Accuracy of imaging methods for steatohepatitis diagnosis in non-alcoholic fatty liver disease patients: A systematic review
BACKGROUND & AIMS:
Non-invasive tests to diagnose non-alcoholic steatohepatitis (NASH) are urgently needed. This systematic review aims to evaluate imaging accuracy in diagnosing NASH among non-alcoholic fatty liver disease (NAFLD) patients, using liver biopsy as reference.
Eligible studies were systematic reviews and cross-sectional/cohort studies of NAFLD patients comparing imaging with histology, considering accuracy and/or associations. MEDLINE, Scopus, EMBASE and Cochrane Library databases were searched up to April 2018. Studies were screened on title/abstract, then assessed for eligibility on full-text. Data were extracted using a predesigned form. Risk of bias was assessed using Quality Assessment of Diagnostic Accuracy Studies-2 tool.
Of the 641 studies screened, 61 were included in scoping review, 30 of which (with accuracy results) in data synthesis. Imaging techniques included: elastography (transient elastography-TE, acoustic radiation force impulse-ARFI, magnetic resonance elastography-MRE), ultrasound (US), magnetic resonance (MR), computed tomography and scintigraphy. Histological NASH definition was heterogeneous. In 28/30 studies, no prespecified threshold was used (high risk of bias). AUROCs were up to 0.82 for TE, 0.90 for ARFI, 0.93 for MRE and 0.82 for US scores. MR techniques with higher accuracy were spectroscopy (AUROC = 1 for alanine), susceptibility-weighted imaging (AUROC = 0.91), multiparametric MR (AUROC = 0.80), optical analysis (AUROC = 0.83), gadoxetic acid-enhanced MR (AUROCs = 0.85) and superparamagnetic iron oxide-enhanced MR (AUROC = 0.87). Results derived mostly from single studies without independent prospective validation.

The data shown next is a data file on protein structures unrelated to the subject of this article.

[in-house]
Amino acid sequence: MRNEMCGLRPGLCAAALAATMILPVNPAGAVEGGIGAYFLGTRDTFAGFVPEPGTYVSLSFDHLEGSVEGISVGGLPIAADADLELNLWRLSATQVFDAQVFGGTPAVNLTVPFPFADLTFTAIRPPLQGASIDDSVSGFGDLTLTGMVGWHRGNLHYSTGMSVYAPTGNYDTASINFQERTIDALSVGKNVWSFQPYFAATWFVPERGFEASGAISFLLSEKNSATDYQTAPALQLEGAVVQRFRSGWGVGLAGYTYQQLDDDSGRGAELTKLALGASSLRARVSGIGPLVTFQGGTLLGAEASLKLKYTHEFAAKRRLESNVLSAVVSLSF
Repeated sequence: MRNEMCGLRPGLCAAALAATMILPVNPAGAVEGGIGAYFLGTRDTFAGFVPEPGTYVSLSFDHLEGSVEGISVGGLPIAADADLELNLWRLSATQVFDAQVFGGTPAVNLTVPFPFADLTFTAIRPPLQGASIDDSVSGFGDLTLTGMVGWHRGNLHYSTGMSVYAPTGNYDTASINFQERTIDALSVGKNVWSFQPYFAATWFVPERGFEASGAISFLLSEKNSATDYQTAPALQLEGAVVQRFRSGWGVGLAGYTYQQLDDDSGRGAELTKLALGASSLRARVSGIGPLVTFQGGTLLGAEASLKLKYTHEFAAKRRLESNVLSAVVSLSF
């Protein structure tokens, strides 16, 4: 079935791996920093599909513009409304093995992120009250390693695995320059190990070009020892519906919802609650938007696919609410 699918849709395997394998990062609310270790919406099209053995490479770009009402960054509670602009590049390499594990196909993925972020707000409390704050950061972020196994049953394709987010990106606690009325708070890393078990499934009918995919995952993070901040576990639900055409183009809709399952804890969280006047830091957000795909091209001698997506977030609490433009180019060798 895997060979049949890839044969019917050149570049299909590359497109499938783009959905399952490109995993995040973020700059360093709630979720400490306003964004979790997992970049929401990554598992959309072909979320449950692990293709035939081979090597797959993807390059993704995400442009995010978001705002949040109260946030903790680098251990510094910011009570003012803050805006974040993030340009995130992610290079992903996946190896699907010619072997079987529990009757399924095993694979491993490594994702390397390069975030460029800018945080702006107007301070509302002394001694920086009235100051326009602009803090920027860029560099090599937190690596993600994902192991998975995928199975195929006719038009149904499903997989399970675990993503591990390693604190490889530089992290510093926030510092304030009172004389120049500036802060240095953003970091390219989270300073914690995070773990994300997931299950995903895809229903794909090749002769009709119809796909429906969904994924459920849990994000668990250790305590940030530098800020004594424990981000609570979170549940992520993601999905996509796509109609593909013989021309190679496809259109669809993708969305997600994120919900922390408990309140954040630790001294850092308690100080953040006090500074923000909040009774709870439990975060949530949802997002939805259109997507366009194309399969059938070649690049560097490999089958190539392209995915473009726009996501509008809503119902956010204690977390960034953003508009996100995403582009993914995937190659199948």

There is currently insufficient evidence to support the use of imaging to diagnose NASH. More studies are needed on US and MR elastography and non-elastographic techniques, to date the most promising methods.
Besutti G1,2, Valenti L3,4, Ligabue G5, Bassi MC6, Pattacini P2, Guaraldi G7, Giorgi Rossi P8. Liver Int. 2019 Apr 10. doi: 10.1111/liv.14118. [Epub ahead of print]
1. Clinical and Experimental Medicine PhD Program, University of Modena and Reggio Emilia, Modena, Italy.
2. Radiology Unit, Azienda Unità Sanitaria Locale-IRCCS of Reggio Emilia, Reggio Emilia, Italy.
3. Department of Pathophysiology and Transplantation, Università degli Studi di Milano, Milan, Italy.
4. Translational Medicine, Department of Transfusion Medicine and Hematology, Fondazione IRCCS Ca' Granda Ospedale Maggiore Policlinico, Milan, Italy.
5. Radiology Unit, University of Modena and Reggio Emilia, Modena, Italy.
6. Medical Library, Azienda Unità Sanitaria Locale-IRCCS of Reggio Emilia, Reggio Emilia, Italy.
7. Modena HIV Metabolic Clinic, University of Modena and Reggio Emilia, Modena, Italy.
8. Epidemiology Unit, Azienda Unità Sanitaria Locale-IRCCS of Reggio Emilia, Reggio Emilia, Italy.